Some people in the fanbase of professional cycling believe in the curse of the rainbow jersey, whereby the newly crowned world champion finds it suddenly difficult to rack up wins once they are wearing the coveted rainbow stripes. Clearly, Elisa Balsamo doesn’t buy into that, having racked up nine wins in the stripes in 2022, including Ghent-Wevelgem, stage wins at the Giro d’Italia Donne, and capped it off by also winning the Italian national championships. Sadly this meant we never saw the Italian champion’s jersey on the road as the rainbow jersey takes precedence.
While Balsamo has relinquished the rainbow jersey for 2023 to Annemiek van Vleuten she is still very much a rider to watch for the season, and will still carry the rainbow collar and sleeve flashes of a former world champion until the end of her career.
While touring World Teams at their winter training camps in Alicante we were lucky enough to borrow Balsamo’s bike, the new Trek Madone, for a poolside photoshoot.
What is Elisa Balsamo’s bike?
The Trek Madone SLR is the most aerodynamic, and therefore technically the fastest bike the American manufacturer and headline sponsor of Trek-Segafredo makes. It was updated in 2022 to the latest model featuring a pretty radical redesign, and while we saw Balsamo riding an Emonda, the brand’s lightweight bike, last year, it’s no great shock to see her swapping to the new model. Riders typically get to choose between models if the manufacturer makes more than one top-end race model, so it may well be that we see her on an Emonda on particularly hilly races.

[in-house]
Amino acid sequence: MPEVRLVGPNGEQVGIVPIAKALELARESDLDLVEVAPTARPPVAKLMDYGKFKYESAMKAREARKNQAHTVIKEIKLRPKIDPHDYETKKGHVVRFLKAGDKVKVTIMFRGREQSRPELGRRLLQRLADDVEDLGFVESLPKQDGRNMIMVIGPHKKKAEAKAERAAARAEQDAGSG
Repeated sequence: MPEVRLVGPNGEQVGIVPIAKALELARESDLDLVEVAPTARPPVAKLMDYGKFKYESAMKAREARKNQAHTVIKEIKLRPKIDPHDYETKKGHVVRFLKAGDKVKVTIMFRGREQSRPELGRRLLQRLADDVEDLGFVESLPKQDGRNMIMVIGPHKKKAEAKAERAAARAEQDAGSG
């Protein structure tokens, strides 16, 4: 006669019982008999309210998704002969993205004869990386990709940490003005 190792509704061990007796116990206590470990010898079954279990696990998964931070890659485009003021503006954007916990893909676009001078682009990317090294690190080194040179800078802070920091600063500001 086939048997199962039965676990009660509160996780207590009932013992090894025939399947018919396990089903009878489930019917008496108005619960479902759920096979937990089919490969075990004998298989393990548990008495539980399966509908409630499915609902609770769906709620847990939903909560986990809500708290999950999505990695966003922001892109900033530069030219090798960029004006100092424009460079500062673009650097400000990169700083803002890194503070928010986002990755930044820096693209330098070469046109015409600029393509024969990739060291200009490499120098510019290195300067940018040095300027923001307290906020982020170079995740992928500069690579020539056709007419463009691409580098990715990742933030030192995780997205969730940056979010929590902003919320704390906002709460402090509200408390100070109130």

While there was no size label on the frame, and we were not permitted to whip out a tape measure, at 5ft 5in tall we expect this to be a size 52 frame. The wheels are provided by Bontrager, the Aeolus RSL 51 wheelset, a sufficiently deep aero set to compliment the frameset aerodynamics. Bontrager is an in-house subsidiary of Trek, so can effectively be considered part of the same package, much like seeing Roval wheels on teams sponsored by Specialized.
The drivetrain is taken care of by another American company, SRAM, in the form of its top-end fully wireless Red eTAP AXS groupset.
|Frame||Trek Madone SLR – 52cm|
|Groupset||SRAM Red Etap AXS|
|Brakes||SRAM Red Hydraulic|
|Wheelset||Bontrager Aeolus RSL 51|
|Tyres||Pirelli P Zero Race TLR – 28mm|
|Cockpit||Bontrager Aeolus RSL|
|Chainset||SRAM Red 12sp 52/39|
|Power meter||Quarq AXS spider|
|Pedals||Time XPRO 10|
|Saddle||Bontrager Aeolus RSL|
|Bottle cages||Bontrager XXX Carbon|
|Bar tape||Bontrager gel cork|
|Computer||Wahoo Elemnt Bolt|